integrality, n.integrally, adv.
/in"ti greuhl, in teg"reuhl/, adj.
1. of, pertaining to, or belonging as a part of the whole; constituent or component: integral parts.
2. necessary to the completeness of the whole: This point is integral to his plan.
3. consisting or composed of parts that together constitute a whole.
4. entire; complete; whole: the integral works of a writer.
5. Arith. pertaining to or being an integer; not fractional.
6. Math. pertaining to or involving integrals.
7. an integral whole.
8. Math.
a. Also called Riemann integral. the numerical measure of the area bounded above by the graph of a given function, below by the x-axis, and on the sides by ordinates drawn at the endpoints of a specified interval; the limit, as the norm of partitions of the given interval approaches zero, of the sum of the products of the function evaluated at a point in each subinterval times the length of the subinterval.
b. a primitive.
c. any of several analogous quantities. Cf. improper integral, line integral, multiple integral, surface integral.
[1545-55; < ML integralis. See INTEGER, -AL1]
Syn. 2. essential, indispensable, requisite.

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Fundamental concept of calculus related to areas and other quantities modeled by functions.

A definite integral gives the area between the graph of a function and the horizontal axis between vertical lines at the endpoints of an interval. It also calculates the net change in a system over an interval, thus leading to formulas for the work done by a varying force or the distance traveled by an object moving at varying speeds. When only the function is given, with no interval, it is known as an indefinite integral. The process of solving either a definite or an indefinite integral is called integration. According to the fundamental theorem of calculus, a definite integral can be calculated by using its antiderivative (a function whose rate of change, or derivative, equals the function being integrated). Integrals extend to higher dimensions through multiple integrals. See also line integral; surface integral.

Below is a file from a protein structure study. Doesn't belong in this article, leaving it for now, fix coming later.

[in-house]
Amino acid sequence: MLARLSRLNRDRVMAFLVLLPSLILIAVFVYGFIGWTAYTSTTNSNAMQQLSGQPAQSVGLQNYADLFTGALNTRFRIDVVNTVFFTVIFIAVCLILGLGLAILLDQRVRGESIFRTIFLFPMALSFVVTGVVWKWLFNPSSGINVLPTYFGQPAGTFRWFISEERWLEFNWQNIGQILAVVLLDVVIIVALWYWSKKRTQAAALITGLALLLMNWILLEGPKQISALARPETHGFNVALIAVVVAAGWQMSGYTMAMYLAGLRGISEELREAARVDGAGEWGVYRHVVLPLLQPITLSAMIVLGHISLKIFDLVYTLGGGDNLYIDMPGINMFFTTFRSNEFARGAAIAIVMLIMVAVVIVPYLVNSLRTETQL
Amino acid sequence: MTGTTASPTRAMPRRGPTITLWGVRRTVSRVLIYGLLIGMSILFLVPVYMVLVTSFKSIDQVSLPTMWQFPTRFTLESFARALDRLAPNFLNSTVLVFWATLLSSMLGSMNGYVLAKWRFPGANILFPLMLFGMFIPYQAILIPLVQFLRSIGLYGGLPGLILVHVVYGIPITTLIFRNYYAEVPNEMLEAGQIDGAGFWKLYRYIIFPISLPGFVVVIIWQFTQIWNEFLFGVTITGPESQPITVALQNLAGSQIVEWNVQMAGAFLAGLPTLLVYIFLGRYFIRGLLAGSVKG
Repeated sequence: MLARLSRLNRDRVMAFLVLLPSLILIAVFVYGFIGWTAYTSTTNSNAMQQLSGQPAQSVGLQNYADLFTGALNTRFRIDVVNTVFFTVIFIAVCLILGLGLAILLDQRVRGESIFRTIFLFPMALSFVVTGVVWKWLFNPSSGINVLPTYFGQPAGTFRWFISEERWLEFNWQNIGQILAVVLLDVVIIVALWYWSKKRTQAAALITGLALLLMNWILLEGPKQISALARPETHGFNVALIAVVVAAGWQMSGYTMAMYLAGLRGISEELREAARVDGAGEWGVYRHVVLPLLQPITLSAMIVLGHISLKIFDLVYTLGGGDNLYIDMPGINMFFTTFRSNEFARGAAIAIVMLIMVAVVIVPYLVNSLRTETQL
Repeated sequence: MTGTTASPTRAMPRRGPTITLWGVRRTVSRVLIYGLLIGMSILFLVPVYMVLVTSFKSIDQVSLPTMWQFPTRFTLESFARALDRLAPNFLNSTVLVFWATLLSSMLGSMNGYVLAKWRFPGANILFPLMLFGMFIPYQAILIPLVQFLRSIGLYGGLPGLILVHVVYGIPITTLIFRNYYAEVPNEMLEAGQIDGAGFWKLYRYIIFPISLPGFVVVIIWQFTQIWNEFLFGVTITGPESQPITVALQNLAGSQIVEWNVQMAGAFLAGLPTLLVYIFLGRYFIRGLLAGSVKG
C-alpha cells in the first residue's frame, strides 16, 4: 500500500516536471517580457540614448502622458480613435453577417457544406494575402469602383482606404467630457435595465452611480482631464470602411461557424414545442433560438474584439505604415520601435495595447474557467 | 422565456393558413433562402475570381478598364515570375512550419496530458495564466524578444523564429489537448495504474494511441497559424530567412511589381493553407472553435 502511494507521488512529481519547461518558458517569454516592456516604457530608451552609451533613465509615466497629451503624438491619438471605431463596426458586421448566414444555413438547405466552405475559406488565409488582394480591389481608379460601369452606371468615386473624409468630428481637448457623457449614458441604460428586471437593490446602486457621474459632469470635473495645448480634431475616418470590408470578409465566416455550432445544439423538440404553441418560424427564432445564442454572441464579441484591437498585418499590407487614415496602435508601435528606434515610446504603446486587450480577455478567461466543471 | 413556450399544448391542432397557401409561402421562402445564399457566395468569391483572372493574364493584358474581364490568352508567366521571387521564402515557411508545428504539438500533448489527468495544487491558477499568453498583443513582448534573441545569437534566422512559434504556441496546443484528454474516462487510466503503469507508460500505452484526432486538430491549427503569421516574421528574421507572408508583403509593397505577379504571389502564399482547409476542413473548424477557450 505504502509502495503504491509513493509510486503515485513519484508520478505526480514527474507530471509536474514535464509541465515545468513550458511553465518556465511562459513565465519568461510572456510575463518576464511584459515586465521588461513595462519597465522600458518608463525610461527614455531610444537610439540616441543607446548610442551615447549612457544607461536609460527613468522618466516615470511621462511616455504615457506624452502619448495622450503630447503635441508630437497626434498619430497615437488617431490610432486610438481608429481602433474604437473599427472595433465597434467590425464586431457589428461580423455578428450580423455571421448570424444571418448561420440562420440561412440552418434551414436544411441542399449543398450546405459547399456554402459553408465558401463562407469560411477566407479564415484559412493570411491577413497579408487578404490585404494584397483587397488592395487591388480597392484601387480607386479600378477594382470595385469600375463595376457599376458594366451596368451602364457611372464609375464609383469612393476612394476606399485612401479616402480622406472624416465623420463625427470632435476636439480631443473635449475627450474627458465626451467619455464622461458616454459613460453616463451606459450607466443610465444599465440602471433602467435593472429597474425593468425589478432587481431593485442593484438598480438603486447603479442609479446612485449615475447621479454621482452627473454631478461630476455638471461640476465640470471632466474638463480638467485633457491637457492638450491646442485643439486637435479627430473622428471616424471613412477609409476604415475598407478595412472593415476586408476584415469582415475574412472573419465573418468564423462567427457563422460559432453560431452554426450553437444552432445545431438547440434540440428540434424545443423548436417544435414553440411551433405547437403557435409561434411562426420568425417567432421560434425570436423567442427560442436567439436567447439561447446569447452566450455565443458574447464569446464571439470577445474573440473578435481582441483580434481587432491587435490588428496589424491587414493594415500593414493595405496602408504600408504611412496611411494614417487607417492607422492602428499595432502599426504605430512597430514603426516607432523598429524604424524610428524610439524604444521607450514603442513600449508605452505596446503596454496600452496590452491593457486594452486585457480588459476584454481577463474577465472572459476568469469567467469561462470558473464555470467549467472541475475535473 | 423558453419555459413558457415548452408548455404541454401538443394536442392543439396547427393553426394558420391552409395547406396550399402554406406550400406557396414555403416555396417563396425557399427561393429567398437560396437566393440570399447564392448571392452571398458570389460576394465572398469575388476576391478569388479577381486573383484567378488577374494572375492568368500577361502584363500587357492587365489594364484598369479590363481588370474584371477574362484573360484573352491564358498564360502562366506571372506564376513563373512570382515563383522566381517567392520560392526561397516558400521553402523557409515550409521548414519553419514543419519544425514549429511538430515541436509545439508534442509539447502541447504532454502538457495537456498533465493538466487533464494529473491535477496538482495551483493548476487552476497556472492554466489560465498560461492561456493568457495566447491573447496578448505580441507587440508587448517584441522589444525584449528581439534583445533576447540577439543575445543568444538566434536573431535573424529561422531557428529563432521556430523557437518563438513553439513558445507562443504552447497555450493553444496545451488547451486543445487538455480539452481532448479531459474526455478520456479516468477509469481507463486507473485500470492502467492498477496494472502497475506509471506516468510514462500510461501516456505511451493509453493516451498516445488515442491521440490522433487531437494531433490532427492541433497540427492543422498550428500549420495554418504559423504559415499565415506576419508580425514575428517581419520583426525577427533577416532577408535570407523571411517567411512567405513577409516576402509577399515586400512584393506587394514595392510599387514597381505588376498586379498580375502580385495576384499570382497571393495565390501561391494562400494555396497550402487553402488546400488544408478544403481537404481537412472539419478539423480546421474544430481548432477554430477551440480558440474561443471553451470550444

(as used in expressions)

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      in mathematics, either a numerical value equal to the area under the graph of a function for some interval (definite integral) or a new function the derivative of which is the original function (indefinite integral). These two meanings are related by the fact that a definite integral of any function that can be integrated can be found using the indefinite integral and a corollary to the fundamental theorem of calculus. The definite integral (also called Riemann integral) of a function f(x) is denoted as

      (see integration [for symbol]) and is equal to the area of the region bounded by the curve (if the function is positive between x = a and x = b) y = f(x), the x-axis, and the lines x = a and x = b. An indefinite integral, sometimes called an antiderivative, of a function f(x), denoted by

      is a function the derivative of which is f(x). Because the derivative of a constant is zero, the indefinite integral is not unique. The process of finding an indefinite integral is called integration.

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Universalium. 2010.

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